Many Telcos are now comparing the cost of placing fiber-to-the-home (FTTH) vs. G.fast in brownfield construction. FTTH is common in greenfield construction. Placing fiber in subdivisions that are already served with paired copper networks, both aerial and buried, is an arduous task and it is extremely expensive. G.fast is, for most, a viable, less expensive alternative.
G.fast is a digital subscriber line (DSL) protocol standard for local copper loops shorter than 1,600 feet (500 meters) offering speeds over 100 megabits. G.fast uses fiber to existing buried pedestals or aerial terminals, and then uses existing copper to the residence, and uses existing inside copper wire to and in the residence.
Buried fiber-to-the-home is a given in greenfield construction but cooperation between utilities is necessary to prevent damaging each other’s utilities when placing. Greenfield construction has its own political problem when it comes to the general contractor or municipality who determines which Telco or cable company gets the rights to placing the fiber.
Placing buried fiber in brownfield construction depends on the subdivision. If original utilities were placed at the correct depth in the proper area of the easement, then fiber can be easily installed without damage to existing utilities. If the buried easement is already cluttered with the existing Telco copper, distribution power, CATV, and sometimes gas utilities, then these must be located before digging.
Locating is very difficult in congested areas requiring low frequency signal (less than 1Khz) which requires an independent ground at the far end of the locate. This takes time, and, because of that, many locate technicians shift to high frequency which spills on to other utilities ending up with a miss-locate.
In every instance, what’s not marked has to be dealt with. The utility locating service typically marks only the public utilities including the electric, gas, phone, and cable.
Other items that typically won’t be located include:
• landscape irrigation
• water and sewer service lines to house
• low-voltage landscape wiring
• septic systems
• any other gas or wiring that has been added (i.e., yard light wiring, gas lines to grills/fire pits, etc.)
Attempting to trench in the fiber cable is extremely difficult because of existing facilities. Distribution power and telephone were placed at 30 inches in a joint-use trench. To avoid damaging distribution power and telephone, CATV placed their COAX cables in the top 18 inches of the easement. Existing copper service drops were also placed at 18 inches. That leaves very little space for new trenching.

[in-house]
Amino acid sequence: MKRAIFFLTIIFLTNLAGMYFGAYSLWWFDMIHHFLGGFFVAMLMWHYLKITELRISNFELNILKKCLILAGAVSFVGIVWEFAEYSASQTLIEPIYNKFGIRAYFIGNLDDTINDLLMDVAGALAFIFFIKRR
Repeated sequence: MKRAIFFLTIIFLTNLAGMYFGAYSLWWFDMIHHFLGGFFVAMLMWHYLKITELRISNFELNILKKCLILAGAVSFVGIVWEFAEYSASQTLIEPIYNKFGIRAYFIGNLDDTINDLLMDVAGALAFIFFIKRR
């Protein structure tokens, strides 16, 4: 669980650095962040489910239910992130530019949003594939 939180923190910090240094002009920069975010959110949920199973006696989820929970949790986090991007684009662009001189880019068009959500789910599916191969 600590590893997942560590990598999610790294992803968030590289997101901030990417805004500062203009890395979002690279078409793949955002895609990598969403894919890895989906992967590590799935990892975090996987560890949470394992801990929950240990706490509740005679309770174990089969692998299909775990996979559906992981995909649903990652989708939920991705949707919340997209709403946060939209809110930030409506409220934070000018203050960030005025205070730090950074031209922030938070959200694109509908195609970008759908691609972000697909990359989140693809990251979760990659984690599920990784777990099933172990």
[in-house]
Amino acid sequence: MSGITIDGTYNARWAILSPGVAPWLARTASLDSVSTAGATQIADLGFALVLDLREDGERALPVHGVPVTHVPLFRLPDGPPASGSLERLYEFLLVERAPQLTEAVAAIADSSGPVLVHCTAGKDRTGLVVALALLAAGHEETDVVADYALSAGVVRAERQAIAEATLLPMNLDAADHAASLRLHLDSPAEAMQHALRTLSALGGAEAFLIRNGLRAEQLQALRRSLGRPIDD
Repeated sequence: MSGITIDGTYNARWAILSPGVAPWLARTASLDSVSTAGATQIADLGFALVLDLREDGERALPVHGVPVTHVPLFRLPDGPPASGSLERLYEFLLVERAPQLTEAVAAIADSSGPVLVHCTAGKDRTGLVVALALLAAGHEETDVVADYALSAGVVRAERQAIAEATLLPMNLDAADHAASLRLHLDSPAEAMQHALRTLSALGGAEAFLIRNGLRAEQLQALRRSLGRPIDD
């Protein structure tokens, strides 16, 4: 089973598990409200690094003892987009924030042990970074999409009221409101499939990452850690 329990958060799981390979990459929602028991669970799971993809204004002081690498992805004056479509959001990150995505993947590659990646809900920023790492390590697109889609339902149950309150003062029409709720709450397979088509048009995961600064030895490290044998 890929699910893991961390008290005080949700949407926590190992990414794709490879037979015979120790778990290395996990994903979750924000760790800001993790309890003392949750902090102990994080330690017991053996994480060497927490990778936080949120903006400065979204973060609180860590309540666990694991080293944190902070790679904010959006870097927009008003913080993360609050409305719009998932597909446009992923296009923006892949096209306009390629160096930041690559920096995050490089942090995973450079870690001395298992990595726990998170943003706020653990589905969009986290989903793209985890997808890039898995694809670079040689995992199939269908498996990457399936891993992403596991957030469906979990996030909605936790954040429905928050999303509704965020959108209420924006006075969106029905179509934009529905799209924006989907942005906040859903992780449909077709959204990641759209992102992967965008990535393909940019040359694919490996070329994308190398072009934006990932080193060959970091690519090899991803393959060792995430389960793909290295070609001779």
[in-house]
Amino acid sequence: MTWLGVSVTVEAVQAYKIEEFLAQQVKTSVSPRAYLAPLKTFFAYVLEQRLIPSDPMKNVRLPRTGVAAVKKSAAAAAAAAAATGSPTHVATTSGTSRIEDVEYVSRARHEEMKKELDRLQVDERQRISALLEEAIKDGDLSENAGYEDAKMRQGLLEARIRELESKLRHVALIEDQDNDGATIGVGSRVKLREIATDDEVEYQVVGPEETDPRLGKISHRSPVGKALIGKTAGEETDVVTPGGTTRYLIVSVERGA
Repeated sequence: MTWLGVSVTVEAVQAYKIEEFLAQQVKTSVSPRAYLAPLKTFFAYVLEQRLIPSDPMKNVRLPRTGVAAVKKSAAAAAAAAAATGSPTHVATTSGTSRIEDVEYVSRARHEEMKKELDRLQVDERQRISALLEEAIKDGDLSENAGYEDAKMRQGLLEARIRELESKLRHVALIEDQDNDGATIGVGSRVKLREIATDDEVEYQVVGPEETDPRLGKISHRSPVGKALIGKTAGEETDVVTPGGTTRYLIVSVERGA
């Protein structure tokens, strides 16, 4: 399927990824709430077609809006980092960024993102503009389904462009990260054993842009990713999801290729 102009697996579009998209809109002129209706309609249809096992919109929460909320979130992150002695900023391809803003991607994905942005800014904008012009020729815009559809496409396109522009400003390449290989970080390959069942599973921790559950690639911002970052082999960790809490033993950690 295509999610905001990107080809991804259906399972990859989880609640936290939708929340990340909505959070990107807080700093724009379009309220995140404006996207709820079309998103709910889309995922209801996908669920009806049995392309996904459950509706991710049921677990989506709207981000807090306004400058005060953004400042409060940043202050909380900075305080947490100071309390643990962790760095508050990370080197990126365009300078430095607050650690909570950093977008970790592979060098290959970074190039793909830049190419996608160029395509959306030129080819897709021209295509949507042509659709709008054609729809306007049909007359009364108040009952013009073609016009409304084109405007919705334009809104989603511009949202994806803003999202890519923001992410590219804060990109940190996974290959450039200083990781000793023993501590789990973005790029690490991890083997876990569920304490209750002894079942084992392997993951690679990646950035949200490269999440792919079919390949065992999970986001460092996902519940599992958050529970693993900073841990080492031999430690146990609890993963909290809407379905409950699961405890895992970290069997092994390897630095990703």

In extremely congested areas, municipality permitting, micro-trenching may be in order. Micro-trenching is a method in which fiber and conduit are inserted into a slot-cut trench less than ¾ inches wide and between 9 and 12 inches deep, without damaging or disrupting existing infrastructure.
To avoid other utilities in the easement where possible fiber is placed, use horizontal boring techniques to a depth of 3 or more feet. That takes care of the fiber cable, but the expense of horizontal boring service drops is too expensive. In many instances fiber drops or PVC pipes to the residence are placed at a depth of 6 inches to avoid damaging other utilities but this opens the door to landscaping damage and service disruption.
As an example, in one area that I am aware of, a Telco placed FTTH brownfield construction to over 180,000 other homes in 10 cities. It took the Telco 2 years to install the fiber and place an Optical Network Unit (ONU) in every garage. There was a plethora of damage to existing facilities. When the project was completed the Telco offered The Triple Play over FTTH. Their take rate was less than 5%. The local cable company outperformed them both in cost and content.
Replacing the copper infrastructure with fiber is a slam dunk if the telephone poles are not damaged and the strand is in order. The new fiber can be lashed over the existing copper cables. If the strand is loaded with several copper cables, then the existing cables can be de-lashed and then the fiber can be re-lashed in a continuing process. In many instances, it is economical to place a new strand, place the fiber, and remove the copper cables after the customers are transferred to the new fiber cable.
One problem that needs to be addressed is: Who owns the telephone poles? Access to utility poles has to be granted by the utility pole owner. This may deter investment. In some instances G.fast over existing aerial cables may be the answer.
G.fast is a viable alternative to FTTH in brownfield construction and in multi-dwelling units such as apartment buildings, especially those where it’s difficult to acquire permission to place the fiber into the living space.
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